That year’s NCAA tournament grossed more than $5 million in TV revenue. Today the take is more than $1 billion a year — 200 times as much. That kind of money can ruin just about anything, and the damage to college basketball goes far deeper than the insidious ways commerce has altered what happens on the court. Much darker is what happens behind the curtain, in the high-pressure world of recruiting “student-athletes,” of building a successful “program,” then staying on top. Elite coaches earn north of $6 million a year coaching unpaid players, and when the stakes are that high, sleaze is a virtual given.
This year, for instance, two of the game’s most revered coaches will be sitting out the NCAA tournament because of violations. Louisville’s Rick Pitino, the third highest-paid coach in the land, coach of national champions at Kentucky in 1996 and at Louisville in 2013, has been sidelined by the Louisville administration because one of his assistants paid sex workers and strippers to have sex with basketball recruits, players, and their fathers at dorm parties that ran for four years. Two of the sex workers were daughters of the madam who orchestrated the fun, Katina Powell, who wrote a damning book called Breaking Cardinal Rules: Basketball and the Escort Queen. Louisville basketball, it turns out, is truly a family affair. An investigation by the NCAA is continuing.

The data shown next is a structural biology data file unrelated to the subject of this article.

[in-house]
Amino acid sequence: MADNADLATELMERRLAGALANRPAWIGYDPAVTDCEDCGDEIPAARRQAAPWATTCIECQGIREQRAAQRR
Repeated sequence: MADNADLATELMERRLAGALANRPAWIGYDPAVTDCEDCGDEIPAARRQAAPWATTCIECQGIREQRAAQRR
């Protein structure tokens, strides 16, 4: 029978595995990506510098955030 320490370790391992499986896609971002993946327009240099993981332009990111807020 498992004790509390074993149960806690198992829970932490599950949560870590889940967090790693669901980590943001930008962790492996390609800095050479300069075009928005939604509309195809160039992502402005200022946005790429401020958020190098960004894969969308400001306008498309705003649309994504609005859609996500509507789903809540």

Southern Methodist University’s Larry Brown, who coached Kansas to the national championship in 1988, will also be watching the tournament at home this year. The NCAA banned SMU from postseason play and suspended Brown for nine games because one of his prize recruits, a McDonald’s All-American named Keith Frazier, had been admitted to the university even though he was academically unqualified, and then his grades were doctored to ensure his eligibility. When the scandal broke, Frazier left the team and transferred to North Texas.
“The tragedy,” Michael Powell wrote in The New York Times, “is that the adults in big-time high school and college basketball…exert far more energy trying to churn out victories than trying to provide an education. Young men like Frazier, who just three years ago was Brown’s top recruit, are collateral damage.”
This was not Larry Brown’s first brush with the NCAA sheriffs. Kansas was banned from postseason play in 1989 because Brown was caught on tape admitting to illegal cash payments, with assistants acting as bag men. At UCLA, Brown coached the team to the title game, only to have the tournament wins tossed out by the NCAA because Brown had fielded two players who were academically ineligible.
But repeat offenders like Larry Brown are aware that after the storm blows over, the money and the recruits will keep pouring in. Asked if the sanctions had damaged his recruiting efforts, Brown replied, “Not one bit. I think it’s only helping.”